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Retro Reprints

Another mystery solved

By now you will have come to realise that there is nothing I enjoy more than getting to grips with a good ‘mystery’ car, boat or engine. In this case it involved two of the three and had an outcome that was entirely unexpected and even more satisfying than I could have imagined, as it also came up trumps in another of my great, on-going quests. More of that later though. One of the key players in this was again John Goodall, who has a wonderful ability to set me off on these ‘little adventures’.

Several years ago John obtained a couple of tethered cars, and knowing my interest, offered them to me. The first was a slightly crudely built, but nevertheless attractive little model, powered by a GHQ motor. The other, an entirely different kettle of fish, being a very well engineered 10cc car, clearly intended for racing, but never finished.

The pan and body were entirely and expertly hand beaten from aluminium, while all the running gear was from ZN, including the spur mount. The only totally incongruous factor was that nestling on the spur mount was a Mowhawk Chief. Hardly a 10cc ‘racing motor’. This was almost certainly not the engine the car had been built for as the mount had been machined quite specifically for bolts that did not match the Mowhawk, which had required four more holes to be drilled and then tapped, whilst the originals were plain.

A deal was agreed for these two whereby I passed over a large box of unwanted speed kits at a very cold Woburn swapmeet and I became the owner of two cars that did not really seem that they were both built by the same person, although this was the case. The only information was that ‘they had been built by a watchmaker in Scotland’.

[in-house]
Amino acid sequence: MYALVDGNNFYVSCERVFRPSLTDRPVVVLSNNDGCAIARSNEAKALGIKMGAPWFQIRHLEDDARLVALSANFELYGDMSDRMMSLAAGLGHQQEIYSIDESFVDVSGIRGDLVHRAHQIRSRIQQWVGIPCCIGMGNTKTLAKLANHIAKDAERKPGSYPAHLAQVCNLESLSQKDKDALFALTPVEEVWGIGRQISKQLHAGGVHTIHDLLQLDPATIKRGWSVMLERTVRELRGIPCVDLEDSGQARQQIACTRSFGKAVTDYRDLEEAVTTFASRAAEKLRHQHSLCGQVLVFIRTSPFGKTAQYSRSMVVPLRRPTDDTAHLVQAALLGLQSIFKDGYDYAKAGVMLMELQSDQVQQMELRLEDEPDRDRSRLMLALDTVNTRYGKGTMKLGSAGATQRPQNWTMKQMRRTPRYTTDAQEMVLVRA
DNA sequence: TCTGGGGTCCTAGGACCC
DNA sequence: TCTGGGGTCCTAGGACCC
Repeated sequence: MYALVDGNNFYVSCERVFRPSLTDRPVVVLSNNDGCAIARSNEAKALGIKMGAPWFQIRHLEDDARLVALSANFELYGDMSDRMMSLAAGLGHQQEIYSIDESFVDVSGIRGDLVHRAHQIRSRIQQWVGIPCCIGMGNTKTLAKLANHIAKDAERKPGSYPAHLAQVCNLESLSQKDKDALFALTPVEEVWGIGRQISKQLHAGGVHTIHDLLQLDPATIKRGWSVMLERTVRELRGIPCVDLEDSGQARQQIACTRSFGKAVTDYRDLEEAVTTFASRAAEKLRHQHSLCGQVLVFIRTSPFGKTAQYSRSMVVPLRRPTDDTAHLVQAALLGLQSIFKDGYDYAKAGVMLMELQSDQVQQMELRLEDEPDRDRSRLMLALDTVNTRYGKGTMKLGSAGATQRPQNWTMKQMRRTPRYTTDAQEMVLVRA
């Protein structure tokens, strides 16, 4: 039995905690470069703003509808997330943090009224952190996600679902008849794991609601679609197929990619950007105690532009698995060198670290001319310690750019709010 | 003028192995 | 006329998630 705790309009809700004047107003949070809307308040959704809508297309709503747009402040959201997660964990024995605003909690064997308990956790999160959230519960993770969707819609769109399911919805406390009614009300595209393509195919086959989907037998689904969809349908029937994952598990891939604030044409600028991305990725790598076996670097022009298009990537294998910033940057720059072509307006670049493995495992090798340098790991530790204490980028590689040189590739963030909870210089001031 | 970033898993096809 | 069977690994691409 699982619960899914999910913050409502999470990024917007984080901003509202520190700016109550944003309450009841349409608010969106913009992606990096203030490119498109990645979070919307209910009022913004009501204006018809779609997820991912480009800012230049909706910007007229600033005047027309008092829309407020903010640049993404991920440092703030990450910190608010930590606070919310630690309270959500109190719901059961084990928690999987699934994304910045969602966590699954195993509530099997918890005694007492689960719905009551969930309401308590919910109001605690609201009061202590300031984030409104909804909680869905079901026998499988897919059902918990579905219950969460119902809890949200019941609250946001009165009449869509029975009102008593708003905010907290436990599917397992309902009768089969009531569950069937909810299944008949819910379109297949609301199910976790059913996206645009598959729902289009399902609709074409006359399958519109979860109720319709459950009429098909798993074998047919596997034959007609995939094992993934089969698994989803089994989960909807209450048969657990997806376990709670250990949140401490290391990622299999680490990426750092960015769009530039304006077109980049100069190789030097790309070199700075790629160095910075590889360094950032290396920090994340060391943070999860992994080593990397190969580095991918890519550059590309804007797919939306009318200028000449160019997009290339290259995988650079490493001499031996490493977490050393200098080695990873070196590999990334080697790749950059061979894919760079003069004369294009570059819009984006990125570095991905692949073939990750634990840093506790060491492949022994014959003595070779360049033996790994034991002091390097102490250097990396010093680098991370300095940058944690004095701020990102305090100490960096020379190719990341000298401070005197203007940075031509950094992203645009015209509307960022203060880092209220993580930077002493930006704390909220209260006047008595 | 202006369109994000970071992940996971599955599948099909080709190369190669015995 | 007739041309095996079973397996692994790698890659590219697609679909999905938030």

Not a lot to go on! Nice though it was, the GHQ car did not last long as Mike Beech tempted me with an offer of a couple of Ken Proctor’s models, as he reckoned the GHQ in the car was a ‘bit special’. (Now migrated to the US)

The racing car was perfect for my purposes, if only I could figure out what motor fitted, assuming it was not the Mowhawk?

A while later, John emailed three photos of a home built 10cc motor to see if I could shed any light on its origins, but apart from 1954 stamped on the case, which did seem to be significant, that was all. It was very nicely made, and as a collector of ‘home brews’, quite desirable, but it had already been snaffled, at a not inconsiderable price.

End of story, more or less, as I could not find a motor with anything like the appropriate mounting hole spacing, and I was not willing to drill more holes in the mount. In the end I lodged a Conqueror in there with a false mount that utilised one pair of the original holes and one pair of the Mowhawk’s. Ignition components were fitted to existing screws and bolts, and a set of tether brackets made to fit holes in the pan. Not a lot else I could do. Nice car, wrong engine, no history!

Time passed and the car sat on the shelf, as they do. Earlier this year, I was contacted from Canada with the same photos of the engine that John had sent all those years previously, but this time with a vital 4th image. Clearly stamped around the front of the bearing housing was stamped ‘R.G. Cameron Gatehouse Of Fleet’.

Unfortunately this did not get us any further forward, but a similar enquiry to Uncle Ron’s 'Model Engine News' site produced an immediate and amazing response from Sam Alexander, up in Scotland. Not only was it him, who had sold the engine and the cars to John Goodall, but he also had the entire history of the motor and all the other items that he had obtained from Mr Cameron’s daughter in the late 1980s.